Turkey opposes 'Kurdish terrorists' at Syria peace talks
Turkey on Tuesday said it strongly opposed the Syrian Kurdish group Democratic Union Party (PYD) taking part in UN-backed talks planned for later this week that seek a political solution to the Syrian crisis.
"We are categorically against the YPG and PYD, who oppress the Kurds, sitting at the table," Turkish Prime Minister Ahmet Davutoglu told ruling party MPs in parliament.
Turkey considers the PYD and its military wing, the YPG, to be offshoots of the Kurdistan Workers' Party (PKK), which is outlawed by Ankara.
Davutoglu said he was not against Syrian Kurdish representatives joining the talks, deeming their presence at the table as a "necessity".
But he did not specify which other Syrian Kurdish groups he would like to see involved at Friday's meeting.
Referring to the PYD, he said: "A terrorist organisation joining the ranks of the opposition during the talks is unacceptable."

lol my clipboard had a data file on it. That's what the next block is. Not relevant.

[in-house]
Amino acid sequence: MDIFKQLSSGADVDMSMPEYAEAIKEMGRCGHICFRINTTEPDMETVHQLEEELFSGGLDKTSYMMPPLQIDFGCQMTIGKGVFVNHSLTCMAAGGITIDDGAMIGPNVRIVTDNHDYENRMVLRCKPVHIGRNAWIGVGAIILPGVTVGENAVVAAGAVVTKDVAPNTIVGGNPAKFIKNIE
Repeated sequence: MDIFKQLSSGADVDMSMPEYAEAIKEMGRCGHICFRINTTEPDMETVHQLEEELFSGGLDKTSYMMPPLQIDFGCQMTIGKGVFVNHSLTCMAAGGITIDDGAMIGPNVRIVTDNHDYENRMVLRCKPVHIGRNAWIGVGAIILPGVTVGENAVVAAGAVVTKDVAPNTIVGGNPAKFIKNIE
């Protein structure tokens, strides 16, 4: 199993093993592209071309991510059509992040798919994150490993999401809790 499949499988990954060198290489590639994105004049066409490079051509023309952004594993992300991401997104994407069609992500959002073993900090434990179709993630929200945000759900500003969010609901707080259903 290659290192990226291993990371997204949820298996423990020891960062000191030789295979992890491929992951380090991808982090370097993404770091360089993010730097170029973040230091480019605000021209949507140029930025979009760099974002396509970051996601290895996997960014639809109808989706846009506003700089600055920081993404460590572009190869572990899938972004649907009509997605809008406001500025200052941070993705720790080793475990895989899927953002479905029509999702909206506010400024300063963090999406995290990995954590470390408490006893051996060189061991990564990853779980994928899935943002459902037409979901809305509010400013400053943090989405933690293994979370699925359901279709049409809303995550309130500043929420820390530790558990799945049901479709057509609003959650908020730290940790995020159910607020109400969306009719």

"The PYD, which cooperates with the [Syrian] regime, cannot represent the rightful fight of the Syrian people."
Turkey has long accused the PYD of being allies of Syrian President Bashar al-Assad in a secret pact to carve out an autonomous Kurdish region in northern Syria. The Syrian Kurdish group rejects this.
Last month, several key opposition factions, including rebel groups, formed a coalition known as the High Negotiations Committee to participate in the mooted talks in Geneva.
But the coalition excludes the PYD, Syria's main Kurdish party, and a range of other opposition factions.
Russian Foreign Minister Sergei Lavrov has insisted that UN-backed Syria talks would not be successful if Kurdish representatives were not invited.
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